The rising use of smartphones means two major things to marketers: data and advertising space. Consumers now have devices that know where they are in the world, and they have continuous access to screens that can be used to deliver advertisements. This has created the newest form of marketing: proximity marketing.
Proximity marketing means that when a customer gets close to a business, that customer may receive an email or an advert that shows what that business has to offer. If it's lunchtime and the consumer is near a restaurant, the consumer may receive a menu suggestion and a voucher for that restaurant. This may seem a little big brother-like, but it turns out that just over half of people questioned would happily share their location with marketers to deliver timely and relevant adverts.
What this means is that retail has a new tool to encourage growth. Of course, most businesses have engaged in some form of proximity marketing for years with billboards advertising gas stations on highways and restaurants placing sandwich boards on busy routes to promote products. However, neither of these are as useful as a smartphone.
Marketers can use the data from a smartphone to track where a person has been, what stores that person has visited and even what that person's friends recommend via Facebook or Google Plus. This builds up a picture of what a person is likely to want to eat or buy. This is merely an extension of the famous Target pregnancy dataset — and how the company apparently predicted a woman's pregnancy before her father knew. The difference is, however, that this uses data mined on typical visitation patterns as well as what a person has bought in the past.
Proximity marketing might seem a bit creepy to some, as it relies on knowing everything about you. What Target does with its pregnancy coupons is intersperse other non-pregnancy-related items among its pregnancy coupons so that it doesn't look as though it has tracked exactly how far along its target customer is. Proximity marketing could do the same thing, although it would be a fine line between offering the consumer sufficient adverts and overwhelming the consumer.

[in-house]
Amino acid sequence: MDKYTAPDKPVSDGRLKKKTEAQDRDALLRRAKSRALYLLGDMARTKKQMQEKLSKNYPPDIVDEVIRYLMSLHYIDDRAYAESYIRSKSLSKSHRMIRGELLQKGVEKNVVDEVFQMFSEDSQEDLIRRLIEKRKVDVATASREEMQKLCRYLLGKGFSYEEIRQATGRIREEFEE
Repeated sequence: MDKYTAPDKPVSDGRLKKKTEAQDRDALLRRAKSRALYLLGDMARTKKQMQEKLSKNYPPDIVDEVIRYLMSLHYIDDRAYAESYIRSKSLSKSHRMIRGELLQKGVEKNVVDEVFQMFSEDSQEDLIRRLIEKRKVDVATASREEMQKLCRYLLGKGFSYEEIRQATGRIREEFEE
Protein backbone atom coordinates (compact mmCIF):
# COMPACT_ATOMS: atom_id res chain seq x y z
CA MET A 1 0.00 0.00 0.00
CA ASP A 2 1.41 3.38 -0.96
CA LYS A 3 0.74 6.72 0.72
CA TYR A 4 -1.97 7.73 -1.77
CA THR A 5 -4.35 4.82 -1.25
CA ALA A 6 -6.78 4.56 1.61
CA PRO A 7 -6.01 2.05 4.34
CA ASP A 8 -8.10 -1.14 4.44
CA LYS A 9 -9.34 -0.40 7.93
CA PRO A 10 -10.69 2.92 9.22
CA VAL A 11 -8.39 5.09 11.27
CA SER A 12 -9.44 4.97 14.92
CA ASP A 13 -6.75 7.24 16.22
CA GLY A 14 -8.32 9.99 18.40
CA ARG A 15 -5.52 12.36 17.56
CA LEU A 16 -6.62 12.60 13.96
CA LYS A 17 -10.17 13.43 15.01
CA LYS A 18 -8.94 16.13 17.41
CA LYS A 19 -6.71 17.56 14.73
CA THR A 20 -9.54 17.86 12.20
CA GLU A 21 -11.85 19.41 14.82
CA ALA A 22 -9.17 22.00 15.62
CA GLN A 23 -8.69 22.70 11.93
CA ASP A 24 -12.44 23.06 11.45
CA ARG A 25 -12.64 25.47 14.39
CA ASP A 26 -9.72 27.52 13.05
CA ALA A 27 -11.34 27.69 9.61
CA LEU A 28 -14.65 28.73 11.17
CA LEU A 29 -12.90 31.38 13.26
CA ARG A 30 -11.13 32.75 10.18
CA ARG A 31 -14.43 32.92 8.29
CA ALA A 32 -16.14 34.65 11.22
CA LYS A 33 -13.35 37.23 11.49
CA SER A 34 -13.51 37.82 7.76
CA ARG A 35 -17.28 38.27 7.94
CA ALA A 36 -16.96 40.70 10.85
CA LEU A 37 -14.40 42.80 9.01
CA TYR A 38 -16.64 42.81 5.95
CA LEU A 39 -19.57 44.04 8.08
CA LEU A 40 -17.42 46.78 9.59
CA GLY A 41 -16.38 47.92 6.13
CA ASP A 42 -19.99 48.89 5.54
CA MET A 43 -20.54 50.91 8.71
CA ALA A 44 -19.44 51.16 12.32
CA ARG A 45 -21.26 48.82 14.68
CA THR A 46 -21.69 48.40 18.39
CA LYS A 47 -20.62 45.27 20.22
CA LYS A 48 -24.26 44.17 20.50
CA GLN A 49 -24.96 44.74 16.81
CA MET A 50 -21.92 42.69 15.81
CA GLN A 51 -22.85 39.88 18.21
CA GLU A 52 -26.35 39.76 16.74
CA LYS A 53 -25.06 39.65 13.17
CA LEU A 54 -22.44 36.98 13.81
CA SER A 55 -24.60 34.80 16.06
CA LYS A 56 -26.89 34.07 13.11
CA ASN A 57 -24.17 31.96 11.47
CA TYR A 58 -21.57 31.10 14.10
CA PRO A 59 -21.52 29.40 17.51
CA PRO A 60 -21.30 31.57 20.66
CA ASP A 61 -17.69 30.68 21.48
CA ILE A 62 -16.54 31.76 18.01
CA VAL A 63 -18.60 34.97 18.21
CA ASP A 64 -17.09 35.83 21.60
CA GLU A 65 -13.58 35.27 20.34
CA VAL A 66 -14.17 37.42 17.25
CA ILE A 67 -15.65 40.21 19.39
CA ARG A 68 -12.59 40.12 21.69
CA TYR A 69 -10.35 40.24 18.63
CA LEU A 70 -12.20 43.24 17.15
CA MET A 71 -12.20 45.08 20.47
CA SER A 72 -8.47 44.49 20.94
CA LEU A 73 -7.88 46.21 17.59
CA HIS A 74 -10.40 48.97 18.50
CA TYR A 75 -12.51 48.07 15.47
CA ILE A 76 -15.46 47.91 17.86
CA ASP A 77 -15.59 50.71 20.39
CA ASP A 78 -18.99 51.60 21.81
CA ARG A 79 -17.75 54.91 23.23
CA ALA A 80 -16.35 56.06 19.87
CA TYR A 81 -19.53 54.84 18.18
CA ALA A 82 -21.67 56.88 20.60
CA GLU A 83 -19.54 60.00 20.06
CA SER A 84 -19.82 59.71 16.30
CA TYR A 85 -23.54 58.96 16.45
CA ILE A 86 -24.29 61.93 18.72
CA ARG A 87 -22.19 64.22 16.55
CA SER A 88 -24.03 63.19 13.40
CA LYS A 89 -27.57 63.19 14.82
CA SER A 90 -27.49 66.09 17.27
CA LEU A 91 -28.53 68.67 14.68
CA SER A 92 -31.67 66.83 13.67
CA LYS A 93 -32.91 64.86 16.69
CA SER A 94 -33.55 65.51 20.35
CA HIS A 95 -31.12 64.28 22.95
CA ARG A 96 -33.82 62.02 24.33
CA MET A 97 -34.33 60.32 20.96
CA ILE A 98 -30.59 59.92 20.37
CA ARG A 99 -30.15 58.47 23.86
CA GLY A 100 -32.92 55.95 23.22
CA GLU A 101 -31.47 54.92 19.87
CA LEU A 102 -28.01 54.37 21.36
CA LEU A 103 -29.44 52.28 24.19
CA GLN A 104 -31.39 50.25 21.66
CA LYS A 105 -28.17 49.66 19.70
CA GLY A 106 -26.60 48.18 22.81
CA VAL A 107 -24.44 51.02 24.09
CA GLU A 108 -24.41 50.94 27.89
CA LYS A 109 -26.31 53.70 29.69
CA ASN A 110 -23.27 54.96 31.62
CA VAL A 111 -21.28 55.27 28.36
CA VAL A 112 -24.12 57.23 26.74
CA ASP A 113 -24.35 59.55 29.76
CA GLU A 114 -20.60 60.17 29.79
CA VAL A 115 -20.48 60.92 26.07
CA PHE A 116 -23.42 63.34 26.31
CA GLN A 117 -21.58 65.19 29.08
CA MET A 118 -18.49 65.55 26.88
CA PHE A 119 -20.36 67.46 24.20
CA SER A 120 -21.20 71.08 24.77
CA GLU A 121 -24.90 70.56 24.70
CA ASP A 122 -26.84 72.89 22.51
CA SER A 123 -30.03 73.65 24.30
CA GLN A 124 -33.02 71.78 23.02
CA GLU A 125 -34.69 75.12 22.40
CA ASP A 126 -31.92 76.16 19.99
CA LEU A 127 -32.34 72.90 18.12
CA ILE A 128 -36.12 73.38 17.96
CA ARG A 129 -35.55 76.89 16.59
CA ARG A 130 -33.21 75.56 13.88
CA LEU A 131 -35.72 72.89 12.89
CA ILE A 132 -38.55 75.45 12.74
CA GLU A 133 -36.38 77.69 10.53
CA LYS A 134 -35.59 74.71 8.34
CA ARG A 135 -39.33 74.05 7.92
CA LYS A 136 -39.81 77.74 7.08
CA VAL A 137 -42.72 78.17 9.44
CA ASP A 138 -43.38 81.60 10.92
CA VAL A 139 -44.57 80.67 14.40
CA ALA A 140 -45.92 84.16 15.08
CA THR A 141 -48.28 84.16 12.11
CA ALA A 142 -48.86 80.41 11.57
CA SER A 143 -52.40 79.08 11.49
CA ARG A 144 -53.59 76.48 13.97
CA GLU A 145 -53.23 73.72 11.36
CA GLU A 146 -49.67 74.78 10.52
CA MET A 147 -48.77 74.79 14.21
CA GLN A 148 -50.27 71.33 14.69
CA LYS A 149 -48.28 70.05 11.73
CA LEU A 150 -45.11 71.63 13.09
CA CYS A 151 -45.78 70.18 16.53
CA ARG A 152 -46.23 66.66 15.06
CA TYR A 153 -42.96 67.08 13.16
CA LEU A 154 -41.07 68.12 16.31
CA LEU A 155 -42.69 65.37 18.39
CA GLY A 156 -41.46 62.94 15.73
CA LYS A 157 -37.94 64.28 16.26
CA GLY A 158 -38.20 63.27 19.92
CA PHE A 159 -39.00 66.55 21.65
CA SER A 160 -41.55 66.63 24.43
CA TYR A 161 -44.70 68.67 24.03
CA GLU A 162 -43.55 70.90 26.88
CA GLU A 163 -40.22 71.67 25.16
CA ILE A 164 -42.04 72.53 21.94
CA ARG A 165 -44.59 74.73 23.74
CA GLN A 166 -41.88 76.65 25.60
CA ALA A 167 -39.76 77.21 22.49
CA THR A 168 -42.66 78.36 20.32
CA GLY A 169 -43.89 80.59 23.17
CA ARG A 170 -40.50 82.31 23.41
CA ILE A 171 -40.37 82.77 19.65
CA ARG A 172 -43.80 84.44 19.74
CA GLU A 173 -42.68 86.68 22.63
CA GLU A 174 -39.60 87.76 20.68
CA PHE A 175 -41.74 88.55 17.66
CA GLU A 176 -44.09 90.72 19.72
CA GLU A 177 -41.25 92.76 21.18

While it's possible to deliver plain adverts through proximity marketing, consumers don't feel as though these work as well, with 63 percent stating that a coupon was the best form. There's a good reason for this: people enjoy feeling as though they're getting a deal. A restaurant can add value by including a free drink with a meal, for example, or a retailer can offer a small discount or a buy one get one offer.
In general, however, proximity marketing offers benefits to both consumers and advertisers. On the one hand, it ensures that consumers receive adverts that are relevant to their interests, and on the other, it offers advertisers a way to maximize their return on investment and focus their marketing efforts.
Photo courtesy of Stuart Miles at FreeDigitalPhotos.net